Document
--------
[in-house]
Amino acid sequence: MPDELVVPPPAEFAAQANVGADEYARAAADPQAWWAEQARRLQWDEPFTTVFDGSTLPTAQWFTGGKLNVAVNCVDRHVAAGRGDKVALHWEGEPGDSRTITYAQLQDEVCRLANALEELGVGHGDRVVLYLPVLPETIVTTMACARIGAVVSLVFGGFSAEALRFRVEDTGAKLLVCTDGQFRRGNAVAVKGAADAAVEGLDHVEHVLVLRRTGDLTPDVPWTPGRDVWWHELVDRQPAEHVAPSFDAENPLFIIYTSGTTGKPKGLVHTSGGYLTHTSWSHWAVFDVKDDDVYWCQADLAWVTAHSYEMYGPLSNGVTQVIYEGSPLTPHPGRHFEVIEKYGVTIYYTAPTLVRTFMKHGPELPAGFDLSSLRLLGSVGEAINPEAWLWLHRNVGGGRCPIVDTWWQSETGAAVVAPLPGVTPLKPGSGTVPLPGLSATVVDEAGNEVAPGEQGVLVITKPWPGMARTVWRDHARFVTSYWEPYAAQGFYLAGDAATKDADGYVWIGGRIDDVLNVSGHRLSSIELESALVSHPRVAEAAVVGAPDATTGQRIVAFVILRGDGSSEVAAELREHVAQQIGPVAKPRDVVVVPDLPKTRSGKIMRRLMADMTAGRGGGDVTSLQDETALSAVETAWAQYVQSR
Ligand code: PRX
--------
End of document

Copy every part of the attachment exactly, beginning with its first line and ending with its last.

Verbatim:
[in-house]
Amino acid sequence: MPDELVVPPPAEFAAQANVGADEYARAAADPQAWWAEQARRLQWDEPFTTVFDGSTLPTAQWFTGGKLNVAVNCVDRHVAAGRGDKVALHWEGEPGDSRTITYAQLQDEVCRLANALEELGVGHGDRVVLYLPVLPETIVTTMACARIGAVVSLVFGGFSAEALRFRVEDTGAKLLVCTDGQFRRGNAVAVKGAADAAVEGLDHVEHVLVLRRTGDLTPDVPWTPGRDVWWHELVDRQPAEHVAPSFDAENPLFIIYTSGTTGKPKGLVHTSGGYLTHTSWSHWAVFDVKDDDVYWCQADLAWVTAHSYEMYGPLSNGVTQVIYEGSPLTPHPGRHFEVIEKYGVTIYYTAPTLVRTFMKHGPELPAGFDLSSLRLLGSVGEAINPEAWLWLHRNVGGGRCPIVDTWWQSETGAAVVAPLPGVTPLKPGSGTVPLPGLSATVVDEAGNEVAPGEQGVLVITKPWPGMARTVWRDHARFVTSYWEPYAAQGFYLAGDAATKDADGYVWIGGRIDDVLNVSGHRLSSIELESALVSHPRVAEAAVVGAPDATTGQRIVAFVILRGDGSSEVAAELREHVAQQIGPVAKPRDVVVVPDLPKTRSGKIMRRLMADMTAGRGGGDVTSLQDETALSAVETAWAQYVQSR
Ligand code: PRX